Young playwrights and party-goers enjoy ‘Rap Dev’ final round at Fountain Theatre

5They came. They listened. They watched. They partied.

A packed house of young playwrights, colleagues and friends filled the Fountain last night for the final round of our Rapid Development Series (‘Rap Dev’) play reading series. Part new play development program, part social event, Rap Dev offers playwrights thirty years old and younger the opportunity to have scenes from their plays read by actors on stage at the Fountain. Audiences then vote for their favorite play each night, through a series of rounds, culminating in the winning play being awarded a fully staged reading of the entire script.  

In last night’s final round, the winning selection was from the play Before and After by Nicholas Pilapil. The scene was directed by Miranda Stewart, and featured Audry Cain, Rosie Narasaki, Nasi Nassiri, Kelsey Peterjohn, Jose Picado, and Julian Yuen.  

After the play readings, the crowd gathered upstairs in our cafe for the announcement of the winner and to enjoy the beer and snacks. The cafe was energized by the raucous laughter and chatter of young people mixing and networking. The social aspect of Rap Dev is an important element to the program’s success. 

Rap Dev is curated and hosted by its creators, Fountain Associate Producer James Bennett and Jessica Broutt. Check our Fountain website for future dates. Join us for the next round and party!  New play development has never been so fun.

Sneak Peek: First rehearsal for ‘Building the Wall’ at Fountain Theatre

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Judith Moreland and James Macdonald

First rehearsals are often delicate events. Actors meet for the first time. Designers share their conceptual approaches for the production. The director articulates his or her vision for the journey ahead. Like on a first date, artists eye each other nervously, hoping this night’s first encounter will lead to a meaningful relationship so magic can be created together.

The tone of Monday night’s first rehearsal for the powerful new play Building the Wall by Robert Schenkkan was one of purpose, more than jittery vulnerability. Everyone in the room felt exhilarated by the social and political conviction of the project and aware of the publicity the new play has already generated nationwide. Schenkkan is a Tony Award and Pulitzer Prize winning playwright, and screenwriter of the Academy Award nominated Hacksaw Ridge

In Building the Wall, the Trump administration has carried out his campaign promise to round up and detain millions of immigrants. As a writer interviews the former supervisor of a private prison, it becomes clear how federal policy has escalated into something previously unimaginable.   

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Even before opening, the Fountain premiere of the new play has already been featured in the New York Times and the Washington Post. Our production is part of a National New Play Network Rolling World Premiere, with other openings set to take place at the Curious Theater in Denver, Forum Theater in Silver Spring, Md., Borderlands Theater in Tucson and City Theatre in Miami. 

The world premiere at the Fountain Theatre is directed by Michael Michetti, and features Judith Moreland and James Macdonald.  At Monday night’s first rehearsal, Co-Artistic Director Stephen Sachs welcomed the team and gave a short history of how the play came to the Fountain. Producer Simon Levy reviewed production protocol. Michetti spoke about the play.  Then, the actors opened their scripts and read the play together for the first time. The two actors were riveting, and the play will take audiences on a roller-coaster ride to its shattering ending.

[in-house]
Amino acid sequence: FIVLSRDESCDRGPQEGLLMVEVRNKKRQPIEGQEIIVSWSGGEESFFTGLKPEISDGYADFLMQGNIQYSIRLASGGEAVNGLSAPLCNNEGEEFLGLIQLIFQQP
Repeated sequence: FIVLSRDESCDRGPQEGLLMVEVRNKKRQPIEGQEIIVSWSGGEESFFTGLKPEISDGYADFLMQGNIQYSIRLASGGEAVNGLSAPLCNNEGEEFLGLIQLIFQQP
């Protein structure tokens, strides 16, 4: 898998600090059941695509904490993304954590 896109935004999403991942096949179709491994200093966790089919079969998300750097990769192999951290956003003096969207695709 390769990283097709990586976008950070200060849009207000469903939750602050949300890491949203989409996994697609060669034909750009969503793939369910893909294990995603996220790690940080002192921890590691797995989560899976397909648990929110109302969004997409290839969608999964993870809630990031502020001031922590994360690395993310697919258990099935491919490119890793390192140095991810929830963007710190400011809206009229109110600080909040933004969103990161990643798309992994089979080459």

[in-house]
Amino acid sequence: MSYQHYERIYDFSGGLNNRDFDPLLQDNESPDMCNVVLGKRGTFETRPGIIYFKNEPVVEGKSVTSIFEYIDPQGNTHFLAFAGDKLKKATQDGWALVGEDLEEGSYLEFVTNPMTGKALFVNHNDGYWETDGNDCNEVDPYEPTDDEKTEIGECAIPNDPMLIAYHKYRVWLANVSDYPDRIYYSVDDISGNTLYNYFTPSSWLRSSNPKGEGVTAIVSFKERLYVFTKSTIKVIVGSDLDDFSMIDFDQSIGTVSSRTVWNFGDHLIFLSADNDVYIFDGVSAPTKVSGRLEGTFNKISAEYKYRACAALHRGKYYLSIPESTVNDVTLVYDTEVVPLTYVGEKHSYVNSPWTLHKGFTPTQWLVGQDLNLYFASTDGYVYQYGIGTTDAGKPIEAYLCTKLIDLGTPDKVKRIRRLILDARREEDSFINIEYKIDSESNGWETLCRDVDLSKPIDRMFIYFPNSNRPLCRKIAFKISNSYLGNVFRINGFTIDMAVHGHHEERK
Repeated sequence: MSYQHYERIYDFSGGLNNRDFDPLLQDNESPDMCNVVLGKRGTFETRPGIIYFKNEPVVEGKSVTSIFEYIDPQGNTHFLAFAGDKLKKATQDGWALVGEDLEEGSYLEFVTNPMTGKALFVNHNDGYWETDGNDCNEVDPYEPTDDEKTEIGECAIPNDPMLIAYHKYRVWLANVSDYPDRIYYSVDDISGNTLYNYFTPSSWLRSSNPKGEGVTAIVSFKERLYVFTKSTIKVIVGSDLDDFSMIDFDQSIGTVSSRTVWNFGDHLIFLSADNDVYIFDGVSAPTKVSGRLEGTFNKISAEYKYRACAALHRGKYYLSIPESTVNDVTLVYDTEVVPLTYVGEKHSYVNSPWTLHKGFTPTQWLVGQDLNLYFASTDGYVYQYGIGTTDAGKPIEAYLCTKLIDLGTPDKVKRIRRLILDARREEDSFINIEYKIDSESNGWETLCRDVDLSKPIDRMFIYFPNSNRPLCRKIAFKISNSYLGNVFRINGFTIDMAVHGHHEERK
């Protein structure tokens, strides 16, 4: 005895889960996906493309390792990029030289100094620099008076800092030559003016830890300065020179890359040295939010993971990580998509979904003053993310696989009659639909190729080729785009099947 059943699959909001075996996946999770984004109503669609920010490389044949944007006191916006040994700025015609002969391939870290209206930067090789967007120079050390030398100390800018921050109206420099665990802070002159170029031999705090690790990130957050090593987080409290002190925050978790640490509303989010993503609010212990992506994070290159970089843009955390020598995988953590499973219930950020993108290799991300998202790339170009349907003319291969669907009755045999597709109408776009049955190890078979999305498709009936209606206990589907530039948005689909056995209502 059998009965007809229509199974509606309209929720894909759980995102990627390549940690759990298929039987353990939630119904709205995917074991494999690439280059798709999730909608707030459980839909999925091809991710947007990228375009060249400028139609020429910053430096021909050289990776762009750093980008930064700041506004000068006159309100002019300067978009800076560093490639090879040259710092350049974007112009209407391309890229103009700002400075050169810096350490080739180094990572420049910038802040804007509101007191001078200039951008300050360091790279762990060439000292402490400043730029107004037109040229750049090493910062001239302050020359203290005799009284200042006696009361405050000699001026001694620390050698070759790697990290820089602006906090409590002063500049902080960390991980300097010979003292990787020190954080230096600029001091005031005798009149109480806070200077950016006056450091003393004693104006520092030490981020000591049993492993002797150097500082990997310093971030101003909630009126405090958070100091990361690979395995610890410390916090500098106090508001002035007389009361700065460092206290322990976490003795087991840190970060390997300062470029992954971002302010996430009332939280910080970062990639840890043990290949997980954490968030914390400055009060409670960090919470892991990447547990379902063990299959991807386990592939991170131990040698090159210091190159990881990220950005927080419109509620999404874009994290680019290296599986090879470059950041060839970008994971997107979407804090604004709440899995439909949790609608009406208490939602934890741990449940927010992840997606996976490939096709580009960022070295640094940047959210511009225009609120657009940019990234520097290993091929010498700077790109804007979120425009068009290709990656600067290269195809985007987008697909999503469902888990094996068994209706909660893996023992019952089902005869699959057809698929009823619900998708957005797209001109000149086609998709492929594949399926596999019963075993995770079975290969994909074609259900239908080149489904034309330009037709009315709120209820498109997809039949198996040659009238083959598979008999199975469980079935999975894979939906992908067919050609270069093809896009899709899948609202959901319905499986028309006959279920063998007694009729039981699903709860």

Now the work begins. Rehearsals are underway. Our world premiere of Building the Wall opens March 18 and runs to May 21.

Advance tickets for Building the Wall are selling quickly. We urge you to make your reservations early for this urgent and important new play by a major voice in the American Theatre.

More Info/Get Tickets        

The spirit that smiles on CTG’s ‘Block Party’ celebrating intimate theatre in Los Angeles

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On Wednesday, February 8th, Fountain Theatre Co-Artistic Director Stephen Sachs was asked to speak at the Board of Directors meeting for Center Theatre Group to share his thoughts on the Fountain’s participation in CTG’s new Block Party.  The following are his remarks:

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Stephen Sachs

I’m Stephen Sachs, the Co-Artistic Director of the Fountain Theatre in Hollywood, which I co-founded with my partner Deborah Lawlor in 1990. We are now celebrating our 27th season. Prior to that, I was an actor – a long time ago in a galaxy far, far away. In fact, in 1982, one of the biggest thrills of my young career as an actor was standing on stage at the Mark Taper Forum in a small role in the world premiere of Tales from Hollywood by Christopher Hampton, directed by Gordon Davidson. 

I am a playwright, a director, a producer and artistic director. I began running theatre companies in Los Angeles in 1987 – the Ensemble Studio Theatre, The Canon Theatre in Beverly Hills with Suzi Dietz and Joan Stein – and launched the Fountain Theatre in 1990 to create an artistic home where new plays could be developed and produced that reflect the cultural diversity of Los Angeles and dramatize important social and political issues confronting specific communities in our region and our nation. The Fountain Theatre sits in the heart of the most diverse district in the City. Thirty-two languages are spoken at the local high school.